In my first and second posts, I wrote about how to know if one’s organization is belching noxious customer service fumes and how to clean up the worst of them. In this post, I’ll discuss how to use those remaining, hard-to-clean-up emissions to drive your organization forward. This will not only improve one’s customer service, but has the very real potential to improve products and operations to the point where customers quit antagonizing the organization over poor customer service, but actually promote one’s products to their network.
I had the good fortune to be employed by Amazon.com in its early days (1999-2001) as a logistics manager, a project manager, a technical facilities manager, and finally as its Head of English Customer Services (CS) in Europe (three of those all at the same time with three separate bosses… ahh, the life of a start-up). To my good fortune as a consultant, I have been contacted by many companies that say they want to be the “Amazon of X.” Normally, what they mean is that they want to be as ubiquitous and forward-looking as Amazon in customer services and operations in their chosen field. Unfortunately, many of the people I speak to really don’t want to do the hard work to become the Amazon of their field. They are looking for shortcuts and tricks of the trade. Amazon.com is the king of “real CS” in taking CS problems to organizational fixes. The best way to fix the problem is to fix the source of the problem which, by the way, often fixes more than the evident CS problem. In my ongoing analogy, Amazon uses its exhaust as a turbo-charger. (It also uses the forward momentum that these actions create as a super-charger too, but that is for another post)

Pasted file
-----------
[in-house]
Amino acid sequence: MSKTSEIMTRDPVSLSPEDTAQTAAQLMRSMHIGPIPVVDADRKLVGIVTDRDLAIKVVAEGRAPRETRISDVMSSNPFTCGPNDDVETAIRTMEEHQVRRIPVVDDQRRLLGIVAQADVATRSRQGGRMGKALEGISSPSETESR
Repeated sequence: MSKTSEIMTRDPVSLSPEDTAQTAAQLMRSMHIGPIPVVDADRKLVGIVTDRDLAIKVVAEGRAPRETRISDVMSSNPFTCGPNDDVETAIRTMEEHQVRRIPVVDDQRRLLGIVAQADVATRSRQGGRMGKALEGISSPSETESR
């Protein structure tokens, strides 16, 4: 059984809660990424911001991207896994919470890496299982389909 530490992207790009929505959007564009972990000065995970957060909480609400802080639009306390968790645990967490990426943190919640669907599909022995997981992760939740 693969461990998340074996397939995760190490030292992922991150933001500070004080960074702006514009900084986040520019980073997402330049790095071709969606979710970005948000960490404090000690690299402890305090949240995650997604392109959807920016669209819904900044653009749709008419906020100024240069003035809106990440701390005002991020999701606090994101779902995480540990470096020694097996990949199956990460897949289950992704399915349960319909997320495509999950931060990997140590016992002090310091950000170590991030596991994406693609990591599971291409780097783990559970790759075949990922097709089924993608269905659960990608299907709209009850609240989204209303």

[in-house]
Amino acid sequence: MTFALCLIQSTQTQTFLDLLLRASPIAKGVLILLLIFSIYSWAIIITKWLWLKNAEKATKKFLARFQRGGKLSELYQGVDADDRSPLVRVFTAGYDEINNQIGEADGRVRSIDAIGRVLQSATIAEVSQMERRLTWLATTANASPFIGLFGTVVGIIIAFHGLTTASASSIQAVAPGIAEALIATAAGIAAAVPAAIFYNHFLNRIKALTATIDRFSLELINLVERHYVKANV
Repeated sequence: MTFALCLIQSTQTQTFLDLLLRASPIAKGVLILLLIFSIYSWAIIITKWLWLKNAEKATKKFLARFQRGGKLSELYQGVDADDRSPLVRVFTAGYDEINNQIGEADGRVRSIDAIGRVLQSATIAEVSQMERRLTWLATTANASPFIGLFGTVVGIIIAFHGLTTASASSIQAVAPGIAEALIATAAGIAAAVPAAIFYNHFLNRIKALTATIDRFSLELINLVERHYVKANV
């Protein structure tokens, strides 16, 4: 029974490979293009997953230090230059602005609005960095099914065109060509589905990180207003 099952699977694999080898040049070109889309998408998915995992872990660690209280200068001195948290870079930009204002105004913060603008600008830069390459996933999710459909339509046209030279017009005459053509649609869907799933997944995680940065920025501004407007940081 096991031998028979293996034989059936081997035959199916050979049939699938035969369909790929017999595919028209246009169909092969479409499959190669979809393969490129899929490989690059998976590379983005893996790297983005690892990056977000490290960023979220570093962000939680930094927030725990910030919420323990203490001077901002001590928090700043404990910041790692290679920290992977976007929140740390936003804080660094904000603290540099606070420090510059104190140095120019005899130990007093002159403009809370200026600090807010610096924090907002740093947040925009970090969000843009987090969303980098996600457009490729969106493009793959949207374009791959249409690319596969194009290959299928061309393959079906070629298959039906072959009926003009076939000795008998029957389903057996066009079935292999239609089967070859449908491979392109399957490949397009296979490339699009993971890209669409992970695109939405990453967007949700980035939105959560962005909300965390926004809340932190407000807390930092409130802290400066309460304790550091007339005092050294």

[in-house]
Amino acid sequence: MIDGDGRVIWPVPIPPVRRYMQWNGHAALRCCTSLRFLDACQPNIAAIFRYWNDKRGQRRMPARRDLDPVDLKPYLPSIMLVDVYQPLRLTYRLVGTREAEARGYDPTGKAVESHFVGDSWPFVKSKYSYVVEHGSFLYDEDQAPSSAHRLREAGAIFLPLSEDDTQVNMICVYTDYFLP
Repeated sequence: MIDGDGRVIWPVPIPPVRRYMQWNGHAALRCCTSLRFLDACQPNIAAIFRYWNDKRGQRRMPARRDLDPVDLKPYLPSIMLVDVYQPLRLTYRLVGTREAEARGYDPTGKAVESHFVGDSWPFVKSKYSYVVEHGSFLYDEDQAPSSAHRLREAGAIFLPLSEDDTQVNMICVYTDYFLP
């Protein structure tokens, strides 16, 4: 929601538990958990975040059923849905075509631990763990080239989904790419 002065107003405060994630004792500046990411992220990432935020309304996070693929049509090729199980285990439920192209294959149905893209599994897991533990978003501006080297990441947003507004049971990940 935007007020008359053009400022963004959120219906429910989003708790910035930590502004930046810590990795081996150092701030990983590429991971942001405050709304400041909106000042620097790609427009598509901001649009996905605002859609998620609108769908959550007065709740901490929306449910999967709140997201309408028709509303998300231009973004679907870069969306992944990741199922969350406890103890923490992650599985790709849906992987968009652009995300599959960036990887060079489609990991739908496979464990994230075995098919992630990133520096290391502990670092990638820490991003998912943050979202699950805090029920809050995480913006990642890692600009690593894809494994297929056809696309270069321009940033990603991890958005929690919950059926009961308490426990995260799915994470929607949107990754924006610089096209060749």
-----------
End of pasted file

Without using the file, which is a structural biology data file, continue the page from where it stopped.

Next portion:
Turbocharging means fixing the underlying problem and not just providing a palliative to the customer for that particular situation. Providing a palliative (installing a catalytic converter in my previous post) may be required when you first find out about a problem. However, if pain relief is all one is providing and leaving the pain-causing situation in place unaddressed, the problem will continue to occur. That normally results in the following; customers appreciate the palliative (or not), but grow to expect that kind of pay-off as part of the deal. However, they still post on social media their problems and your palliatives. You may gain a reputation for fair-play, but that is also the new expectation. Eventually, and I have been in more of these meetings than I care to recount, the company will eventually focus on the high cost of CS relative to Revenue. This leads to the all-too-predictable responses of never-ending phone-trees, poorly designed self-help pages, and other cost-per-contact “fixes.” They bury the problem in a maze of confusing and misdirected KPIs that mask the problem. These frustrating technologies and processes inevitably slow sales, new and repeat, and are a veritable breeding ground for customer antagonists.
When I enter these situations, I often see the frustration on executives’ faces when their CS team is telling them that they are meeting all of their KPIs, but the Net Promoter Score (NPS) is falling, along with sales. Other departments are pointing to how bad CS is in dealing with customers. The CS team is doing their best with a limited budget and tool-set. They aren’t lying. They are measuringsomething. They may even be making headway in cleaning up the exhaust. Multiple meetings to address the issues result in a ton of actions for the contact center. New KPIs are proposed. However, the underlying problems never seem to get resolved. Where to begin?